When Bo Derek rode a horse in the 1984 movie “Bolero” without the encumbrance of clothing, some viewers may not have realized the extent of her equine attachment.
“I was born horse-crazy like so many little girls,” said Derek, 53, who keeps three Andalusian horses and a donkey on her California ranch in Santa Barbara County.
Tonight, Derek’s years of campaigning against the slaughter of horses for meat will be recognized by Equine Advocates, a charity based in Chatham, New York. At its annual gala at the Canfield Casino in Saratoga Springs, New York, the group will honor Derek with its Safe Home Equine Protection Award.
She’ll share the spotlight with Sheikh Mohammed bin Rashid al Maktoum, the ruler of Dubai, who will receive the nonprofit’s Ellen and Herbert Moelis Equine Savior Award for Philanthropy. The sheikh’s charity work includes saving aging racehorses from slaughter by retraining them in England and the U.S. as well as aiding 200,000 Haitian children.
“I am honored to have been chosen to receive this award,” Sheikh Mohammed, who is also the prime minister of the United Arab Emirates, said in an e-mail statement to Bloomberg News. “My people have always had a great and natural affinity with the horse. The fact that horses bring people of all nationalities together in the spirit of competition and friendship will continue to be a source of immense pleasure for me.”
Derek serves on the California Horse Racing Board, which regulates the use of the animals in the industry. She has worked with the Washington-based Animal Welfare Institute for the past eight years, lobbying on Capitol Hill against horse slaughter.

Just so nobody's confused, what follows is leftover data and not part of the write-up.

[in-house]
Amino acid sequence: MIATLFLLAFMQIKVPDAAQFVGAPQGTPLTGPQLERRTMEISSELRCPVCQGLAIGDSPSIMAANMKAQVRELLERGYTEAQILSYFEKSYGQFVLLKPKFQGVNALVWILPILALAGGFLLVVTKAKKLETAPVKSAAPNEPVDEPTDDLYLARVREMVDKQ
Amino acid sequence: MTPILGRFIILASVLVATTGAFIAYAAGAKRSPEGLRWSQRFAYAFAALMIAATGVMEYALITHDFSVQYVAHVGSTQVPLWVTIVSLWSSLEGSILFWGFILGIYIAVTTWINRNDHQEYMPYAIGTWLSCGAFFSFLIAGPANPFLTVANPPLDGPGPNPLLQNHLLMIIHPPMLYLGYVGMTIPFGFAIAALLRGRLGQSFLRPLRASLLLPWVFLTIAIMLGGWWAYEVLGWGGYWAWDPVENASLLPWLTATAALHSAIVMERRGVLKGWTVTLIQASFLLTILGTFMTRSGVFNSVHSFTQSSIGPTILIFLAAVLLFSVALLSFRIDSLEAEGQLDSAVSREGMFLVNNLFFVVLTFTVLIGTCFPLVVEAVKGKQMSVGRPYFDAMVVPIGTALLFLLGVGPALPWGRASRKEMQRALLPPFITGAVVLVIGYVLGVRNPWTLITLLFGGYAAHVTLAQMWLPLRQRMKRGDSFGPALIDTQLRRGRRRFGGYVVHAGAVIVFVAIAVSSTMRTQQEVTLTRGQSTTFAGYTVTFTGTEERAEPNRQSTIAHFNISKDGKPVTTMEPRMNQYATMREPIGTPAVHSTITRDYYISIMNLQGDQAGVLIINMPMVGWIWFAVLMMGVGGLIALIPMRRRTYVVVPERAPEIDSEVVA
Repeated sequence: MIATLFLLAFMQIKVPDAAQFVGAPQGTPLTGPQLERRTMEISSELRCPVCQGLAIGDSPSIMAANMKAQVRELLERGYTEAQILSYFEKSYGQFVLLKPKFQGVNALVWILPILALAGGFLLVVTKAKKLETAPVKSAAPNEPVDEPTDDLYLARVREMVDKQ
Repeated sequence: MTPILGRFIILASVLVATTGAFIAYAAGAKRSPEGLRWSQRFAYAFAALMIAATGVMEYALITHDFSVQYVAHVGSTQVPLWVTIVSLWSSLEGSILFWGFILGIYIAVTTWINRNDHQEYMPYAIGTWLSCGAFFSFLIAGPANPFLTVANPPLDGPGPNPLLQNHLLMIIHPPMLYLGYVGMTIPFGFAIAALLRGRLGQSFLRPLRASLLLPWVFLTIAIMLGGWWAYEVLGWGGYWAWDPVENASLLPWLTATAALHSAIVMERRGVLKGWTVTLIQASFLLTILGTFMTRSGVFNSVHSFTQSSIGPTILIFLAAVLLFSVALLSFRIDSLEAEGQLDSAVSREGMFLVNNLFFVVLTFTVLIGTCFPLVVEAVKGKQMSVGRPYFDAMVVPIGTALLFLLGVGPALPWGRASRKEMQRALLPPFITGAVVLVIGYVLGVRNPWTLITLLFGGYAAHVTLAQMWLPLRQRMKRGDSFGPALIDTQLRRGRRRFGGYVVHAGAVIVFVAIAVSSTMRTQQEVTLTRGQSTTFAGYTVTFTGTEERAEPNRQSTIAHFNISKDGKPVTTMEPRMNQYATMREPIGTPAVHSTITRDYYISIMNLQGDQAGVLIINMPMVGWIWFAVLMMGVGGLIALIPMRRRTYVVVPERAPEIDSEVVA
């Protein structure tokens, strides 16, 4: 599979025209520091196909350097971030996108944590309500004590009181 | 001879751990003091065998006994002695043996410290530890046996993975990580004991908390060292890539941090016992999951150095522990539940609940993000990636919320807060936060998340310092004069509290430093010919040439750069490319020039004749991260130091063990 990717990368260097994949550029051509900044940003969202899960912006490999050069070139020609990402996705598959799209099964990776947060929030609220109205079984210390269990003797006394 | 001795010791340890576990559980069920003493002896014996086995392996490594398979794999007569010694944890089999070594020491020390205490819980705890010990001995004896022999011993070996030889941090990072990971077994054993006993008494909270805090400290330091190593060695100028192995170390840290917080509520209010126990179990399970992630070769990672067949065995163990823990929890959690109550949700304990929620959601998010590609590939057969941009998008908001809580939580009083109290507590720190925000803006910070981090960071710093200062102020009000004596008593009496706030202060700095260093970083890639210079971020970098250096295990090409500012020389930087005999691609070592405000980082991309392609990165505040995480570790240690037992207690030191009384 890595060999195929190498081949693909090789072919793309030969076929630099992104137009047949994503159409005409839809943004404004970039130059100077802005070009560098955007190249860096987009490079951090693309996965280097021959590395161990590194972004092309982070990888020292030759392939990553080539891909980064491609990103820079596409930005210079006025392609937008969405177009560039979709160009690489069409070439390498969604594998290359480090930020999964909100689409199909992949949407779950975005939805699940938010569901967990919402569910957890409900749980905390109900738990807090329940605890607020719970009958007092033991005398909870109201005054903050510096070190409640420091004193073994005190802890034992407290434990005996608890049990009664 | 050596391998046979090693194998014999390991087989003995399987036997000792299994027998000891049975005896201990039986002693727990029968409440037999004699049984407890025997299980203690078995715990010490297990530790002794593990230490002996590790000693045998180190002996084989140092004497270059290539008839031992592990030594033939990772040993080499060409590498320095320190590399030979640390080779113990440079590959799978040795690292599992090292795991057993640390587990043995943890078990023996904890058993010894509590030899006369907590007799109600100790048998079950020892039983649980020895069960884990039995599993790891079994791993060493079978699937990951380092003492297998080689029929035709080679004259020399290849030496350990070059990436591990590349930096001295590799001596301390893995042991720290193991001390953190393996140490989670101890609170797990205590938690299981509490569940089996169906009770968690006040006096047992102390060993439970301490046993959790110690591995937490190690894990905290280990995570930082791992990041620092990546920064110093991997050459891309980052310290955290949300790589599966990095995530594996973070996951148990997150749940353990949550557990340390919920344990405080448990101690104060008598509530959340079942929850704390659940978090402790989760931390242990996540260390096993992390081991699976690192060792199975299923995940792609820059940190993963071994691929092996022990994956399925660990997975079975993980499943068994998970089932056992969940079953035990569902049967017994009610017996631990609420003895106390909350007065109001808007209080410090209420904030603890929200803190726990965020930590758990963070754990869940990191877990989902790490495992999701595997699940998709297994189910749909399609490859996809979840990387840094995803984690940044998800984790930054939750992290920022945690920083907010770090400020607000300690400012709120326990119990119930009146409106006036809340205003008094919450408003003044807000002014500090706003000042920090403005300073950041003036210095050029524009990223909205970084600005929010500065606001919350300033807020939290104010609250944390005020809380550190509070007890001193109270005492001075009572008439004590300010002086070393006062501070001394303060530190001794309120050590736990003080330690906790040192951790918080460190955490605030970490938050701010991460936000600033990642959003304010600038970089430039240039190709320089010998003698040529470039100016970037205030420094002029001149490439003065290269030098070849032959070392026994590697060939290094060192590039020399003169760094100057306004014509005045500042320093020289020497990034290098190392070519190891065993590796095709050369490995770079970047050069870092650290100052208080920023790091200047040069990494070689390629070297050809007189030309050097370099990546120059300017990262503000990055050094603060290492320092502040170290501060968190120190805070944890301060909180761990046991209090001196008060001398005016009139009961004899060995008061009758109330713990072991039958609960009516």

She was troubled to learn “American horses were being slaughtered for human consumption overseas,” Derek said in a phone interview. “I find that offensive, and the majority of Americans find it offensive.”
“Bo is a tireless advocate and is determined to lobby Congress until we see the end of the slaughter of American horses,” Susan Wagner, Equine Advocates’ president and founder, said in a phone interview. “The sheikh is one of the most generous donors in the world, and he is a model for horse owners and breeders.”
Guests at tonight’s gala will have a chance to bid for a brunch for six with Derek at the Saratoga Golf & Polo Club. Those whose bids fall short will have a shot at a one-week stay at Villa I Pini in Tuscany, Italy, and freestyle skiing lessons for four with an Olympic Games veteran in Deer Valley, Utah. Bidders have paid $15,000 to $31,000 at past galas for the villa experience, Wagner said.
The organization, founded in 1996 with a budget of $1 million, wants to raise about $250,000. Equine Advocates has rescued thousands of horses. Last month, it saved Bobby II, a draft cross horse, from slaughter.
“It’s just not acceptable to put that horse down for slaughter,” Wagner said. “This is an issue that could have been taken care of quickly without a lot of time and effort.”
“I realize that not every horse is going to retire to a beautiful green pasture when they die,” Derek said, “but we ask so much of them that they deserve a peaceful, painless death.”
A native of Long Beach, California, Derek launched her career when she started modeling to pay for a surfboard. After appearing in the 1973 film “Fantasies,” and 1977’s “Orca: The Killer Whale,” “10” with Dudley Moore turned her into an international star overnight and she received a Golden Globe nomination.
‘Ghosts Can Do It’
Her profile began to sag after appearing in “Tarzan, The Ape Man” (1981), “Bolero” and “Ghosts Can Do It” (1989). In the past decade, she has turned to television, making cameo appearances and starring in the reality show “Fashion House.”
“Acting opened doors and made my life magical, but I have so many interests,” said Derek, who will appear opposite Danny Glover in “Highland Park,” a film scheduled to be released this year. “I still get work, but at the same time I can walk through an airport and not get stopped.”